The conscience, Aeschylus suggests, ultimately brings justice on us all.

At this point, the queen moves to address her audience, the Chorus, and further alludes to the cyclical nature of justice with the logic of action-reaction. She reminds the elders that any vengeance by them would meet equal pain: “turn for home before you act/and suffer for it.”5 Her next claim, “What we did was destiny,” abruptly and uncharacteristically shifts the emphasis from human to divine.6 Yet were she able to explain even part of her actions as destiny, she would seem less responsible; the status of a manipulated player might soften the elders’ scorn and, more importantly, boost her own morale. Clytemnestra feels guilty, a sensation which shines through the façade of her rejoicing in her own accomplishments. Her boast that “If [she and Aegisthus] could end the suffering, how [they] would rejoice” reflects such a conflicted psyche.7 Here, apparent joy contrasts with self-doubt; although they rejoice in the death of Agamemnon, could and would suggest their ultimate inability to control any cycle of violence. Clytemnestra wonders how responsible and guilty she actually is, and how guilty she wants to consider herself. Though she asks the elders, “Can you accept the truth?” neither she nor they know the truth.8 With this ambiguity, Aeschylus softens Clytemnestra from a wronged, headstrong vigilante, filled to the brim with her beliefs to a woman conflicted in the aftermath of a terrible deed.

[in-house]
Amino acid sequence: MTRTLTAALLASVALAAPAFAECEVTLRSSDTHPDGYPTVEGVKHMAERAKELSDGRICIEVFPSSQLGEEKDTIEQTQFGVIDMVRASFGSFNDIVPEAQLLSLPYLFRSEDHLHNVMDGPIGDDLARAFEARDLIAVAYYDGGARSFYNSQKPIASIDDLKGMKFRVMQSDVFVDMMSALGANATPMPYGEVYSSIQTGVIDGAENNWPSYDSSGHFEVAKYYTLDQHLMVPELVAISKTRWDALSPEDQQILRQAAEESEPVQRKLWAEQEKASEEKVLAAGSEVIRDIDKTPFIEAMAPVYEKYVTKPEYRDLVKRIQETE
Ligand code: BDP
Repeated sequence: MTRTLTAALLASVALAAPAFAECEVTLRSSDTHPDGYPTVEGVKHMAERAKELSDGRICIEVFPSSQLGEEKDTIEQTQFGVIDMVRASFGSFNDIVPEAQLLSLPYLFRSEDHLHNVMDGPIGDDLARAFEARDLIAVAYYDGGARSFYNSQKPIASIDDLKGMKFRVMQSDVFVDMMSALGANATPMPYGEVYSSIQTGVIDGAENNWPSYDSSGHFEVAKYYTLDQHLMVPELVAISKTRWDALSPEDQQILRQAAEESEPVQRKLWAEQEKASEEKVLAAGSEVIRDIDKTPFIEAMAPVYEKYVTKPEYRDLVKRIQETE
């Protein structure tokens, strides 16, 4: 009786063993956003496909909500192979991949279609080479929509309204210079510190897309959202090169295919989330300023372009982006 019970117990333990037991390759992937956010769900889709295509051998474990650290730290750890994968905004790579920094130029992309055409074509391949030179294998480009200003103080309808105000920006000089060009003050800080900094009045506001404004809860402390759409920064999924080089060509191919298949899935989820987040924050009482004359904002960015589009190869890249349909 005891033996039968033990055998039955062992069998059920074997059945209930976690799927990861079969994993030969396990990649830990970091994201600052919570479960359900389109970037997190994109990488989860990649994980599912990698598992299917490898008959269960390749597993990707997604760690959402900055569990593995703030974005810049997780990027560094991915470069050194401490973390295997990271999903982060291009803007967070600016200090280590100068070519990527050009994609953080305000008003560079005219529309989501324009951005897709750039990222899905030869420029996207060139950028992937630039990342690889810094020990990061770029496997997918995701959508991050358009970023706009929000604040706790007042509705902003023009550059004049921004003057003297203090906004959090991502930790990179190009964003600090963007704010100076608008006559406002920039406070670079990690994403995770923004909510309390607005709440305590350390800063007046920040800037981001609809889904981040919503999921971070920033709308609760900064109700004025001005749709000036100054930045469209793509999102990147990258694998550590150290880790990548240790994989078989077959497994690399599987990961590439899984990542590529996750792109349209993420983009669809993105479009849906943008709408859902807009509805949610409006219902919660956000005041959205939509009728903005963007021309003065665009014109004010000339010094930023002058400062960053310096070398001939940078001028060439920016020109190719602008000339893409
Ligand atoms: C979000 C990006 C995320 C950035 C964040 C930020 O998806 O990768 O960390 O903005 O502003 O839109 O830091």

In contrast to his mother’s convictions, Orestes, in The Libation Bearers, attributes his deeds more to divine than human influence. Yet he emphasizes divinity’s “tremendous power” to such an extent that he reveals his own insecurity over the righteousness of murdering his mother.9 To start, he boldly asserts that “Apollo will never fail [him]”10 because “his oracle charges [him]/to see this trial through.”11 The justification of a divine mission and Apollo’s pledged support encourage Orestes, but that support is conditional. “His voice ringing with winters of disaster,”12 the god incites terror in Orestes, who claims Apollo will “[pierce] the heart within [him]. . ./unless [he hunts] down my father’s murderers.”13 Based on that characterization of Apollo, Orestes must murder his mother and Aegisthus out of fear for his life as much a out of anger or justice. Apollo’s threat corrupts his otherwise “pure” motives, so Orestes disguises blackmail with self-righteous indignation: “they destroyed my birthright.”14 By rationalizing murder both as a god’s order and as a rightful course of action for any good man, Orestes displays sensitivity to the weight of his coming deeds.